A top official at the Russian institute where five scientists were killed in a missile test last week has confirmed the explosion involved a small nuclear reactor.
Russian authorities have been drip-feeding information regarding the accident since last Thursday (August 8) when the incident took place.
The blast occurred during a test of a missile that used ‘isotope power sources’ on an offshore platform in Russia’s White Sea. Russia’s RIA news agency reported rocket fuel caught fire after the test, causing the missile to detonate. The Defense Ministry initially reported two deaths, but didn’t mention the nuclear element.
Institute Director Valentin Kostyukov said in a video statement – posted in Sarov, a city devoted to nuclear research less than 250 miles from Moscow – that the men who died were ‘the elite of the Russian Federal Nuclear Center and have tested under some of the most incredibly difficult conditions’. Vyacheslav Soloviev, scientific director of the institute, said they are working on small-scale power sources that use ‘radioactive materials, including fissile and radioisotope materials’ for the Defence Ministry and civilian uses.
Russia’s state nuclear company Rosatom named the five killed as Alexei Vyushin, Evgeny Koratayev, Vyacheslav Lipshev, Sergei Pichugin and Vladislav Yanovsky – The Moscow Times reported that a memorial service was held today (August 12).
According to Greenpeace, the explosion caused a 20-fold spike in radiation in the nearby city of Severodvinsk – whereas Russian officials said radiation levels remained normal.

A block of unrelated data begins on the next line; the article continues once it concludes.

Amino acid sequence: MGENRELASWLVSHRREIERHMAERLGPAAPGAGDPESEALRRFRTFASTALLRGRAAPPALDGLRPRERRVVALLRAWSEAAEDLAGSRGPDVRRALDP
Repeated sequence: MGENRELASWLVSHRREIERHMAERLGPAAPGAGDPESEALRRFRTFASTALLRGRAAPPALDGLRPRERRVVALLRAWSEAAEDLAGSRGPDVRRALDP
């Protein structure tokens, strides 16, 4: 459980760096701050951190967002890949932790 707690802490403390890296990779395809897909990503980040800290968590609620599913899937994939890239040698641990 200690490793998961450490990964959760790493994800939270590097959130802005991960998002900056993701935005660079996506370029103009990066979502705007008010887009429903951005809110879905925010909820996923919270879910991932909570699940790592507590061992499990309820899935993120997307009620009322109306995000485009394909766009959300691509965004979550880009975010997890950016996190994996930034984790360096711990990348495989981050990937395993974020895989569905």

Following the explosion, nearby towns and cities saw an uptake in iodine sales – which is believed to prevent the thyroid gland from absorbing radiation. Norway reported that they were monitoring radiation levels but hadn’t found anything out of the ordinary.
Pia Vesterbacka, director at Finland’s Radiation and Nuclear Safety Authority, told Time that it was unlikely the country would see any radiation spikes due to southerly winds and the generally large distance from the explosion.
The New York Times reported that American intelligence officials are racing to learn more about the incident, and speculate that this was a test of a new type of nuclear-propelled cruise missile hailed by President Vladimir Putin – which NATO calls the SSC-X-9 Skyfall, known in Russia as the Burevestnik – which can, due to its nuclear reactor, reach every corner of the Earth easily.
Several reports from the Pentagon in the US have cited Russia’s growing development of nuclear missiles as a particular threat to note, due to the fact they can weave an unpredictable path at a low enough altitude to remain undetected by certain antimissile systems.
Russia has an iffy history of reporting the facts in nuclear-related incidents. In 1986, following the core reactor explosion at Chernobyl – in the then-Soviet republic of Ukraine – officials maintained that the death toll from the incident stood at 31. However, it is considered the worst accident in the history of nuclear power – Greenpeace estimates that anywhere between 93,000 and 200,000 people have died due to Chernobyl.
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After graduating from Glasgow Caledonian University with an NCTJ and BCTJ-accredited Multimedia Journalism degree, Cameron ventured into the world of print journalism at The National, while also working as a freelance film journalist on the side, becoming an accredited Rotten Tomatoes critic in the process. He’s now left his Scottish homelands and took up residence at UNILAD as a journalist.